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Copper Hones in on $10,000 a Ton as Supply Angst Continues

(Bloomberg) — Copper rallied towards $10,000 a ton, hitting a new two-year high on its way, as investors continue to pile in on a bet that miners will struggle to service a surge in demand for the bellwether industrial metal.

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Base metals have posted broad gains in recent weeks, and copper opened Monday with a fresh advance to $9,988 a ton. Signs of improvement in manufacturing activity from the US to China have buoyed metals, although geopolitical risks and renewed uncertainty over monetary policy are clear risks.

Copper’s rally was fueled initially by a slew of disruptions at major mines that have left smelters scrambling to find alternative supplies. Demand in China has been in a seasonal trough, but there are growing hopes that a tentative rebound in global manufacturing activity will help to shore up demand.

“The path forward from here will be data-dependent and led by individual metal fundamentals,” Citigroup Inc. analysts wrote in an emailed note. The copper outlook looks bullish in the the next three months on the prospect of a tighter market and short covering, they said, while other metals have weaker physical fundamentals.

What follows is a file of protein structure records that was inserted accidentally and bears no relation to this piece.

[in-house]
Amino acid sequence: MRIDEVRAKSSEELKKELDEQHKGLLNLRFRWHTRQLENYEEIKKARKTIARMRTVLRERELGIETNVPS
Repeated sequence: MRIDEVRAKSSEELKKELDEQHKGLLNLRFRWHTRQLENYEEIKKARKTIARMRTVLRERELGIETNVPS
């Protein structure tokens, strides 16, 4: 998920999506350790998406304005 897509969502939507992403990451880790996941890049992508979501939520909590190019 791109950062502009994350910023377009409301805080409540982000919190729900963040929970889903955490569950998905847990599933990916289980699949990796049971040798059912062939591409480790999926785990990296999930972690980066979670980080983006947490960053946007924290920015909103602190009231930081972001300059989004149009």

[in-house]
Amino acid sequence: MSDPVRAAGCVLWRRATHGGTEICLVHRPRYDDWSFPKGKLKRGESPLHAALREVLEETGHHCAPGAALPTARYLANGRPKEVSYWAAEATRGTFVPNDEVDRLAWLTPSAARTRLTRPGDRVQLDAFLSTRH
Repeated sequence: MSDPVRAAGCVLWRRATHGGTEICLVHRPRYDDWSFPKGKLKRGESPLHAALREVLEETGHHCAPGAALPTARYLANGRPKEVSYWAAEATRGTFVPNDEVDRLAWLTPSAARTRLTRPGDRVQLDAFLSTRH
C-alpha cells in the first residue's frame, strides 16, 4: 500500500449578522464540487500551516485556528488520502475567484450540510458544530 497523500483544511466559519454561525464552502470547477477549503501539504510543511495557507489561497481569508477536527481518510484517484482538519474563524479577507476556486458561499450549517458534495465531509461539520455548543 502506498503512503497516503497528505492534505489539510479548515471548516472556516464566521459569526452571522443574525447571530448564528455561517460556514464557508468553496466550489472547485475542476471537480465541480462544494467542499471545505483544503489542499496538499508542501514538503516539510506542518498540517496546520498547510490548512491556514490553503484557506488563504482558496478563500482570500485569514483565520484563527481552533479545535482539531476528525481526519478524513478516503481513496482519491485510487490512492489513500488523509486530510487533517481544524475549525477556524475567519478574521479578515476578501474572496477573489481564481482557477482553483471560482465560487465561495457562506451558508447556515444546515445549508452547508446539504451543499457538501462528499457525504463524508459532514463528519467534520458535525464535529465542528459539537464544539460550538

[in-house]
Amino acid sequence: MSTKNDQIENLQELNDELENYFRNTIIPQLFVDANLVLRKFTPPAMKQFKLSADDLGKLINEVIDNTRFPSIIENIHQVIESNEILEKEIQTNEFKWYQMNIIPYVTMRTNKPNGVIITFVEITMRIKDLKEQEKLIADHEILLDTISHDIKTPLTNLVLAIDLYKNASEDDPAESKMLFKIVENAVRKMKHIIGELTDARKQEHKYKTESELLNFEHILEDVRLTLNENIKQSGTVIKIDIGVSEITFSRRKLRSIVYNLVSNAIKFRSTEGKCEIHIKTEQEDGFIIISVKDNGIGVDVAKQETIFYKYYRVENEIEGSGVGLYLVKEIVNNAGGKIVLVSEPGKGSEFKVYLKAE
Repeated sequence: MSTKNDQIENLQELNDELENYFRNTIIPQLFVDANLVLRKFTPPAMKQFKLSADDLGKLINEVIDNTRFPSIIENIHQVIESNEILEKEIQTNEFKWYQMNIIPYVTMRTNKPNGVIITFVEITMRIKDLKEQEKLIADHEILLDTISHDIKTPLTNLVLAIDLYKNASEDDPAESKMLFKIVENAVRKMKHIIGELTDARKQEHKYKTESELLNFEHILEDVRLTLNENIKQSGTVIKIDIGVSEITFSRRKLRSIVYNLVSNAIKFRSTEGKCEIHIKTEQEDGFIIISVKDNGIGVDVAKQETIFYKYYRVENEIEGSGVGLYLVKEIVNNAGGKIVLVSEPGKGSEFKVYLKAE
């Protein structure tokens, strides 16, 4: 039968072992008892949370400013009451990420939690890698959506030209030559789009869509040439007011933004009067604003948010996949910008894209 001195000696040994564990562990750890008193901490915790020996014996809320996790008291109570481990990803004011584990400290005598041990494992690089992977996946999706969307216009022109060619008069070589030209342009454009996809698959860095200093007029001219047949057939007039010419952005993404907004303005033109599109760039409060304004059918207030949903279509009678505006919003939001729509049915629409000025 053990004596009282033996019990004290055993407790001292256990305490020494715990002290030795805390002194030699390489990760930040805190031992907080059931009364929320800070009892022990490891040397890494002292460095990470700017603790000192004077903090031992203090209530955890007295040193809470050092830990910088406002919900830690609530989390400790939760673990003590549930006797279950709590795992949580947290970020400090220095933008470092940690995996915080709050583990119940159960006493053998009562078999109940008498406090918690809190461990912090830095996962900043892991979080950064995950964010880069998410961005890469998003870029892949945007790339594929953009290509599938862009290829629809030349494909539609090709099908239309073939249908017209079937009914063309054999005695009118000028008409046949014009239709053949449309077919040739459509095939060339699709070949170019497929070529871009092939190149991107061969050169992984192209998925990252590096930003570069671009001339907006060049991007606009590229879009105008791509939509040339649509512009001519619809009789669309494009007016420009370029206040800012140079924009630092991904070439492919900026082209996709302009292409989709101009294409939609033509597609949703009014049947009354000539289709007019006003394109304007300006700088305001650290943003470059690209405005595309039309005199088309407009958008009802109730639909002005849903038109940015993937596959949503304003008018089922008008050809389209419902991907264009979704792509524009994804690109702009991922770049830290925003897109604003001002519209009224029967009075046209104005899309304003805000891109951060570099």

The rally has come even as investors contend with an apparent shift in the Federal Reserve’s path toward interest-rate cuts, with Chair Jerome Powell signaling last week that it’s going to take the bank “longer than expected” to be sure that inflation is under control.

In aluminum, orders to withdraw metal from Asian depots jumped for a fifth day, pushing the volume of stock that’s available to other buyers towards record lows. Glencore and Trafigura were involved in large orders to withdraw metal from the exchange last week, Bloomberg reported on Friday.

Read more: Glencore and Trafigura’s Sanctions Games Are Draining the LME

Copper climbed as much as 1.1% early Monday to reach $9,988 a ton, before trading 0.5% higher at $9,921.50 at 10:54 a.m. local time. Other metals were flat to lower, with zinc falling 0.5% and tin down 2.5%.

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